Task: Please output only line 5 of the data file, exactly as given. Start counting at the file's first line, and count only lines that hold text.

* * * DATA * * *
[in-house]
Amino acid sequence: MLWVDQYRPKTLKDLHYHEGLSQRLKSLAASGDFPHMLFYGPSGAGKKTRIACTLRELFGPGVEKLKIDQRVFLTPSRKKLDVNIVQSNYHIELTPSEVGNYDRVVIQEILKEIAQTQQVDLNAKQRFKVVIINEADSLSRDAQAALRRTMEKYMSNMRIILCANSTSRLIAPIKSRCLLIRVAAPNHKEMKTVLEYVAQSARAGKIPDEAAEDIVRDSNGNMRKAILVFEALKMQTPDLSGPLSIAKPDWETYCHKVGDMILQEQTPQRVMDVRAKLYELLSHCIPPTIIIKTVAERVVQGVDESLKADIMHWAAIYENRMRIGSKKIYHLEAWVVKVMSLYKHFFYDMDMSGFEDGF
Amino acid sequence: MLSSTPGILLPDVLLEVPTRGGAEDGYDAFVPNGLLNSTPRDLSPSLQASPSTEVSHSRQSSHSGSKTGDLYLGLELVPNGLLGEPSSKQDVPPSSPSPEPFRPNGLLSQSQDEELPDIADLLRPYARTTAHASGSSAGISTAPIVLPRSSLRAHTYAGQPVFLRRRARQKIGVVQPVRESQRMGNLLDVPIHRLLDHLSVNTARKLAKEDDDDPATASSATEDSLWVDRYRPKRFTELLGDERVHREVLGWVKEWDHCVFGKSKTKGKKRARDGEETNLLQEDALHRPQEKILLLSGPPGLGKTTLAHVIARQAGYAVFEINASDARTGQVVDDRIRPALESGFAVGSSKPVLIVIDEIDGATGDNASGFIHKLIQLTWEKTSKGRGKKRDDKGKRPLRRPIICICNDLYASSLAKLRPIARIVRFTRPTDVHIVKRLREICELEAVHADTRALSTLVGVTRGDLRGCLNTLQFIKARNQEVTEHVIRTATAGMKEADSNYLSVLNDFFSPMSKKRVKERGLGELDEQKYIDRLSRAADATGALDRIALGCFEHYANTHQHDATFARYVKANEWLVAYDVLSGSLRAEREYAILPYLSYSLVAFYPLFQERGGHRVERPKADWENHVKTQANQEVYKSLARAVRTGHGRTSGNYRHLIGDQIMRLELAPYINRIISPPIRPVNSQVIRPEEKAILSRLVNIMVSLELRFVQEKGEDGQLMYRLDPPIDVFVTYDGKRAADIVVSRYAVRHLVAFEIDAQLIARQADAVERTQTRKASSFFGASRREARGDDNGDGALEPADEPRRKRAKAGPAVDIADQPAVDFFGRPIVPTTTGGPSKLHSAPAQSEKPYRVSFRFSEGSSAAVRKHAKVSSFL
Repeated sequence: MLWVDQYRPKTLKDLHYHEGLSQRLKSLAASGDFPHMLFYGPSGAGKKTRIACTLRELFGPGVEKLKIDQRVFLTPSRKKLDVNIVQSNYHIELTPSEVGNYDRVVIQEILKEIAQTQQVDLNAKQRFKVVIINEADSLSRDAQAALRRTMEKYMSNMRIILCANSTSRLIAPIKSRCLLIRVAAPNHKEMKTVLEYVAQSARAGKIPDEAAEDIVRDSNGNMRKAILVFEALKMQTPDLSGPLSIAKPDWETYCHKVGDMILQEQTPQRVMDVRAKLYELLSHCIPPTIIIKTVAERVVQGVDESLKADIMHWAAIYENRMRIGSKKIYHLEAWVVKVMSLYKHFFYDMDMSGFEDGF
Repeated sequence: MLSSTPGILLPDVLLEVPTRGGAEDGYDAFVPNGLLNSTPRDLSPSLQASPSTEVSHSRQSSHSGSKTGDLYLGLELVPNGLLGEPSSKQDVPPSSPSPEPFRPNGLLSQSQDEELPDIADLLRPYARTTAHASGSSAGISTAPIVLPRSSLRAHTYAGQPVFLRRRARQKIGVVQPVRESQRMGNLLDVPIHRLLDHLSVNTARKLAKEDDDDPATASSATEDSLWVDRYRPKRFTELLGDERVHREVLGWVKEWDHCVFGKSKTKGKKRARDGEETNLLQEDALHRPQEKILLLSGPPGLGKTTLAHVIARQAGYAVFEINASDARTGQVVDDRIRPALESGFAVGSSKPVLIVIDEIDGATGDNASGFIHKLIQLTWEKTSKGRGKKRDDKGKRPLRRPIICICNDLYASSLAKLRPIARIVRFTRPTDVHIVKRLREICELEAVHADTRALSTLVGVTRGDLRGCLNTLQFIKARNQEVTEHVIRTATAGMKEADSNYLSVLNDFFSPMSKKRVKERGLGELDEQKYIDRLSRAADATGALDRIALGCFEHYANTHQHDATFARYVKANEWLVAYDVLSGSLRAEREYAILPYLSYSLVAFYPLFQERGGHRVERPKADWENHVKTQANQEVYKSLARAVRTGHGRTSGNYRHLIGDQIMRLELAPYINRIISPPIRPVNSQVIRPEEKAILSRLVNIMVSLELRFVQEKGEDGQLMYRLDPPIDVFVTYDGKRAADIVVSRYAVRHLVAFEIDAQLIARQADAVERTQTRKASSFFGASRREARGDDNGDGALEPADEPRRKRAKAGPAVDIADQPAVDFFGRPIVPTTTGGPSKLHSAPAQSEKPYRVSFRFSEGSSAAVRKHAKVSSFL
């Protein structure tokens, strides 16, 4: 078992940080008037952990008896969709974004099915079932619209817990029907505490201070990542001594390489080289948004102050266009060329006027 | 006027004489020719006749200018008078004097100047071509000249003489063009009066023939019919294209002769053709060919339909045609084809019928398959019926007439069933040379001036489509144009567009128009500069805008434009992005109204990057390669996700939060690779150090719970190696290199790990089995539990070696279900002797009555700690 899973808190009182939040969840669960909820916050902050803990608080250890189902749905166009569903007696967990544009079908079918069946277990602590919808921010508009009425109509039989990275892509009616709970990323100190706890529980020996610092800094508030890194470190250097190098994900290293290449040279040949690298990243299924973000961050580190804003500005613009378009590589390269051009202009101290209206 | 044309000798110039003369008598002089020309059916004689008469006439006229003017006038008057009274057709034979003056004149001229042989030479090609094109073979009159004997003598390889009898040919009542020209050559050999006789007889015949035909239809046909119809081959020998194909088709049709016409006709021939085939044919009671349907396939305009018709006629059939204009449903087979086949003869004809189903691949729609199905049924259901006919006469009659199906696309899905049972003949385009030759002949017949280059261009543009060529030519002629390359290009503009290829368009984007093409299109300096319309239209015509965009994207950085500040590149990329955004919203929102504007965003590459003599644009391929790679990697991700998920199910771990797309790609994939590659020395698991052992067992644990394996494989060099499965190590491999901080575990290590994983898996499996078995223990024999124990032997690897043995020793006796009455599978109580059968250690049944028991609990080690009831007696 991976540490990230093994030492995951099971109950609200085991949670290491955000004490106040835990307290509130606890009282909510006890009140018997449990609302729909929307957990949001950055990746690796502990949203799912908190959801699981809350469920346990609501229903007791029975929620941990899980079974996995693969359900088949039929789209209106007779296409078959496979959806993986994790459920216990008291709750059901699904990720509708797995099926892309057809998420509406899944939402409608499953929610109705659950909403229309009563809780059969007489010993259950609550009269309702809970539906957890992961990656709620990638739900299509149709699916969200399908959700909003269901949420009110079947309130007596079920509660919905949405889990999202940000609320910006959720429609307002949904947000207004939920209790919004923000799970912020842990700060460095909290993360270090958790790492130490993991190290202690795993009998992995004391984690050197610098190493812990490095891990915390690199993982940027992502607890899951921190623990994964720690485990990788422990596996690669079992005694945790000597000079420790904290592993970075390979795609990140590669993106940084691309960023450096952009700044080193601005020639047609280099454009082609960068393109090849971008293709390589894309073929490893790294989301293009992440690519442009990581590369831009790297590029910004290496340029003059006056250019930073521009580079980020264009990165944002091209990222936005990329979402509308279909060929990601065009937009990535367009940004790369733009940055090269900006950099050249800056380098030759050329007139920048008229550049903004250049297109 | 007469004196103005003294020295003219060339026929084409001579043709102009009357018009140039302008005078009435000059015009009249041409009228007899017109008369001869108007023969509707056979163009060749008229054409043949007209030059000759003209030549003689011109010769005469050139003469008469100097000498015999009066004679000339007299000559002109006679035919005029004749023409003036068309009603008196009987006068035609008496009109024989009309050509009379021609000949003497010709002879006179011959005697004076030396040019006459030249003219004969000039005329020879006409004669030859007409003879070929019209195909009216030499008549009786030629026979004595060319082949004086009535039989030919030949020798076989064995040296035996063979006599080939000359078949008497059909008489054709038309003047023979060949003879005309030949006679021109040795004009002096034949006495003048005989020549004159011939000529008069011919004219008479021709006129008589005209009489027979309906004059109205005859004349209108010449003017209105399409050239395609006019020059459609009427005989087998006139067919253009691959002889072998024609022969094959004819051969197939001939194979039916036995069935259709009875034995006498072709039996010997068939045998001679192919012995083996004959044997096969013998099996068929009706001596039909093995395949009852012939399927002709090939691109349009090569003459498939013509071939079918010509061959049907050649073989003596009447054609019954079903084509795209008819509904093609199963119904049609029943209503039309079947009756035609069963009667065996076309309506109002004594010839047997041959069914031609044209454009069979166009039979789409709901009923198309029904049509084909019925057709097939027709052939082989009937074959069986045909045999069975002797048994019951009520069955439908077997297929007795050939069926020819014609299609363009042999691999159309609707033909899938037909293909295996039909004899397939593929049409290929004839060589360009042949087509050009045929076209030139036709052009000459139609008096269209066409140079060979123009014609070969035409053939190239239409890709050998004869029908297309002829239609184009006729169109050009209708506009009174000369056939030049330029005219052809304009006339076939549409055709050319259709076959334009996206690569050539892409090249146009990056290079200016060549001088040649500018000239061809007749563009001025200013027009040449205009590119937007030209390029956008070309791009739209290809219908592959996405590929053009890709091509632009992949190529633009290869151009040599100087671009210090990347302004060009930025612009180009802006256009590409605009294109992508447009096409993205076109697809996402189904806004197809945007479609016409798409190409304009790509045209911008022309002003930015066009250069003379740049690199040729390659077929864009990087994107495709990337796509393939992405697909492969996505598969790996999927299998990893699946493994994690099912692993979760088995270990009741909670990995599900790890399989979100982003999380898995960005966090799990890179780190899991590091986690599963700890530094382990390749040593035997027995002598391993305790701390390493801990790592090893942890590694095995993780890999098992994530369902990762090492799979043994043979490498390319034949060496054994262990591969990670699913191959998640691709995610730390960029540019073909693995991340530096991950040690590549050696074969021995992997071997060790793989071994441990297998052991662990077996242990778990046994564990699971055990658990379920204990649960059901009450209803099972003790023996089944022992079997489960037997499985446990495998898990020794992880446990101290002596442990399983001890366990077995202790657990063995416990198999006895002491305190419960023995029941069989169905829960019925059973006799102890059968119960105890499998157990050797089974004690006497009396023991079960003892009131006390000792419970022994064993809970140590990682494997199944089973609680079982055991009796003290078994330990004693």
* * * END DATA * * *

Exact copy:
Repeated sequence: MLSSTPGILLPDVLLEVPTRGGAEDGYDAFVPNGLLNSTPRDLSPSLQASPSTEVSHSRQSSHSGSKTGDLYLGLELVPNGLLGEPSSKQDVPPSSPSPEPFRPNGLLSQSQDEELPDIADLLRPYARTTAHASGSSAGISTAPIVLPRSSLRAHTYAGQPVFLRRRARQKIGVVQPVRESQRMGNLLDVPIHRLLDHLSVNTARKLAKEDDDDPATASSATEDSLWVDRYRPKRFTELLGDERVHREVLGWVKEWDHCVFGKSKTKGKKRARDGEETNLLQEDALHRPQEKILLLSGPPGLGKTTLAHVIARQAGYAVFEINASDARTGQVVDDRIRPALESGFAVGSSKPVLIVIDEIDGATGDNASGFIHKLIQLTWEKTSKGRGKKRDDKGKRPLRRPIICICNDLYASSLAKLRPIARIVRFTRPTDVHIVKRLREICELEAVHADTRALSTLVGVTRGDLRGCLNTLQFIKARNQEVTEHVIRTATAGMKEADSNYLSVLNDFFSPMSKKRVKERGLGELDEQKYIDRLSRAADATGALDRIALGCFEHYANTHQHDATFARYVKANEWLVAYDVLSGSLRAEREYAILPYLSYSLVAFYPLFQERGGHRVERPKADWENHVKTQANQEVYKSLARAVRTGHGRTSGNYRHLIGDQIMRLELAPYINRIISPPIRPVNSQVIRPEEKAILSRLVNIMVSLELRFVQEKGEDGQLMYRLDPPIDVFVTYDGKRAADIVVSRYAVRHLVAFEIDAQLIARQADAVERTQTRKASSFFGASRREARGDDNGDGALEPADEPRRKRAKAGPAVDIADQPAVDFFGRPIVPTTTGGPSKLHSAPAQSEKPYRVSFRFSEGSSAAVRKHAKVSSFL